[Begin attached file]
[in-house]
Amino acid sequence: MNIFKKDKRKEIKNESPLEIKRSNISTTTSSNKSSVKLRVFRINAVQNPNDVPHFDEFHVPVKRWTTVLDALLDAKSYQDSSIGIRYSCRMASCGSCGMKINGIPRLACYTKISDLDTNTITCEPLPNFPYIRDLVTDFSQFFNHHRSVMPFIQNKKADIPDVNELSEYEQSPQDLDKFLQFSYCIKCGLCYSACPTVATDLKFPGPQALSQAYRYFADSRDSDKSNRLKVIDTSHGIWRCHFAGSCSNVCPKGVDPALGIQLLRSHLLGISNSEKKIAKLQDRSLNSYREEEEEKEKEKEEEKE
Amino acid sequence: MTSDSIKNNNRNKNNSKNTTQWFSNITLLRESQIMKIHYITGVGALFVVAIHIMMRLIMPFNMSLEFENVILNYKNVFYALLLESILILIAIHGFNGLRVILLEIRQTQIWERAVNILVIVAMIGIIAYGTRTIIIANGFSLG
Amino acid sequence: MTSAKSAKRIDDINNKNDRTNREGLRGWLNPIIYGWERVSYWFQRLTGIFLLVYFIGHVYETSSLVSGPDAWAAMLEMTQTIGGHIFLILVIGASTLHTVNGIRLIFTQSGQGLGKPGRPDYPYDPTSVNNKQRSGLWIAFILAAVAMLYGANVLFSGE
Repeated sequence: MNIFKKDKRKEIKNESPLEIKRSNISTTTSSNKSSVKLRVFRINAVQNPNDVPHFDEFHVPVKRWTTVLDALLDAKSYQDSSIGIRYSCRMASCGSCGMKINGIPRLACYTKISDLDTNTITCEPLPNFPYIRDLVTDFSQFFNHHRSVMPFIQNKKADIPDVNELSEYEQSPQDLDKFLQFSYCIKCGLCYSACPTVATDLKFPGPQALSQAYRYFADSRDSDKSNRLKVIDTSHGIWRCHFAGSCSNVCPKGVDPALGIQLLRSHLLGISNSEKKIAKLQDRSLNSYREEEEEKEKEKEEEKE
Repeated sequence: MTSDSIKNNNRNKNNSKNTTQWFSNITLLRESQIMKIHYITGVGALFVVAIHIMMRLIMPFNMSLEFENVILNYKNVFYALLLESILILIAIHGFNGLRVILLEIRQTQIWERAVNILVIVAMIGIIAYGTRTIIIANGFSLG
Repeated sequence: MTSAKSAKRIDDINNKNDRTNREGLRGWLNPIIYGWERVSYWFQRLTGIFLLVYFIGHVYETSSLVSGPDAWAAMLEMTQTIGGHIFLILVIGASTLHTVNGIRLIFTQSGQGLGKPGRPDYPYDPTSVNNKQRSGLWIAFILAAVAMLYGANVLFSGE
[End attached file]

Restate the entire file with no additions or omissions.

[in-house]
Amino acid sequence: MNIFKKDKRKEIKNESPLEIKRSNISTTTSSNKSSVKLRVFRINAVQNPNDVPHFDEFHVPVKRWTTVLDALLDAKSYQDSSIGIRYSCRMASCGSCGMKINGIPRLACYTKISDLDTNTITCEPLPNFPYIRDLVTDFSQFFNHHRSVMPFIQNKKADIPDVNELSEYEQSPQDLDKFLQFSYCIKCGLCYSACPTVATDLKFPGPQALSQAYRYFADSRDSDKSNRLKVIDTSHGIWRCHFAGSCSNVCPKGVDPALGIQLLRSHLLGISNSEKKIAKLQDRSLNSYREEEEEKEKEKEEEKE
Amino acid sequence: MTSDSIKNNNRNKNNSKNTTQWFSNITLLRESQIMKIHYITGVGALFVVAIHIMMRLIMPFNMSLEFENVILNYKNVFYALLLESILILIAIHGFNGLRVILLEIRQTQIWERAVNILVIVAMIGIIAYGTRTIIIANGFSLG
Amino acid sequence: MTSAKSAKRIDDINNKNDRTNREGLRGWLNPIIYGWERVSYWFQRLTGIFLLVYFIGHVYETSSLVSGPDAWAAMLEMTQTIGGHIFLILVIGASTLHTVNGIRLIFTQSGQGLGKPGRPDYPYDPTSVNNKQRSGLWIAFILAAVAMLYGANVLFSGE
Repeated sequence: MNIFKKDKRKEIKNESPLEIKRSNISTTTSSNKSSVKLRVFRINAVQNPNDVPHFDEFHVPVKRWTTVLDALLDAKSYQDSSIGIRYSCRMASCGSCGMKINGIPRLACYTKISDLDTNTITCEPLPNFPYIRDLVTDFSQFFNHHRSVMPFIQNKKADIPDVNELSEYEQSPQDLDKFLQFSYCIKCGLCYSACPTVATDLKFPGPQALSQAYRYFADSRDSDKSNRLKVIDTSHGIWRCHFAGSCSNVCPKGVDPALGIQLLRSHLLGISNSEKKIAKLQDRSLNSYREEEEEKEKEKEEEKE
Repeated sequence: MTSDSIKNNNRNKNNSKNTTQWFSNITLLRESQIMKIHYITGVGALFVVAIHIMMRLIMPFNMSLEFENVILNYKNVFYALLLESILILIAIHGFNGLRVILLEIRQTQIWERAVNILVIVAMIGIIAYGTRTIIIANGFSLG
Repeated sequence: MTSAKSAKRIDDINNKNDRTNREGLRGWLNPIIYGWERVSYWFQRLTGIFLLVYFIGHVYETSSLVSGPDAWAAMLEMTQTIGGHIFLILVIGASTLHTVNGIRLIFTQSGQGLGKPGRPDYPYDPTSVNNKQRSGLWIAFILAAVAMLYGANVLFSGE